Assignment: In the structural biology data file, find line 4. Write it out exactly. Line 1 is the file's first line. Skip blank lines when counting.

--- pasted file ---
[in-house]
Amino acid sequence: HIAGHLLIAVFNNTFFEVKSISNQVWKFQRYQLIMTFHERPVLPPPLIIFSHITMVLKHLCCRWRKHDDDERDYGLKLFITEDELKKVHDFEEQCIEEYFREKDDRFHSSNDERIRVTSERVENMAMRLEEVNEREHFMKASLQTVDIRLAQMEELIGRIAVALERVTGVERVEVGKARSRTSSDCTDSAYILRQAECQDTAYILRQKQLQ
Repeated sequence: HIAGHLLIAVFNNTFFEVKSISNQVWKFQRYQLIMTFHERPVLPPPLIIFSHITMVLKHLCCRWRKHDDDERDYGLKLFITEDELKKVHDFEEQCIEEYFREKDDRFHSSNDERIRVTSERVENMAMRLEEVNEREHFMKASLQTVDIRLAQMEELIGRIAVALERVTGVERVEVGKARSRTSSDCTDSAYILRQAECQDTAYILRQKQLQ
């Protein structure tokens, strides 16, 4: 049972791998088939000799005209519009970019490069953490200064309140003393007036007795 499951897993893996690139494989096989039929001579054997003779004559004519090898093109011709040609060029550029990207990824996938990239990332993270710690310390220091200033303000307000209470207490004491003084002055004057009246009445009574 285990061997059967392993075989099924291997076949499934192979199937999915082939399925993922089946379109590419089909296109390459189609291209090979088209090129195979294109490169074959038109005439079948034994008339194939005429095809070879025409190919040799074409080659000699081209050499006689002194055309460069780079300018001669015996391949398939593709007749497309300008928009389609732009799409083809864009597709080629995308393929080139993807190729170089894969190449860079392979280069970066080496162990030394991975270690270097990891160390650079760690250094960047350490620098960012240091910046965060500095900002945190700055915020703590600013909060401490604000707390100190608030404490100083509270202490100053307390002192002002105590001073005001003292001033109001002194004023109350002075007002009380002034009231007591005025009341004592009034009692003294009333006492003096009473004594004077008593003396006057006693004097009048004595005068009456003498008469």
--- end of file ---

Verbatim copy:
């Protein structure tokens, strides 16, 4: 049972791998088939000799005209519009970019490069953490200064309140003393007036007795 499951897993893996690139494989096989039929001579054997003779004559004519090898093109011709040609060029550029990207990824996938990239990332993270710690310390220091200033303000307000209470207490004491003084002055004057009246009445009574 285990061997059967392993075989099924291997076949499934192979199937999915082939399925993922089946379109590419089909296109390459189609291209090979088209090129195979294109490169074959038109005439079948034994008339194939005429095809070879025409190919040799074409080659000699081209050499006689002194055309460069780079300018001669015996391949398939593709007749497309300008928009389609732009799409083809864009597709080629995308393929080139993807190729170089894969190449860079392979280069970066080496162990030394991975270690270097990891160390650079760690250094960047350490620098960012240091910046965060500095900002945190700055915020703590600013909060401490604000707390100190608030404490100083509270202490100053307390002192002002105590001073005001003292001033109001002194004023109350002075007002009380002034009231007591005025009341004592009034009692003294009333006492003096009473004594004077008593003396006057006693004097009048004595005068009456003498008469």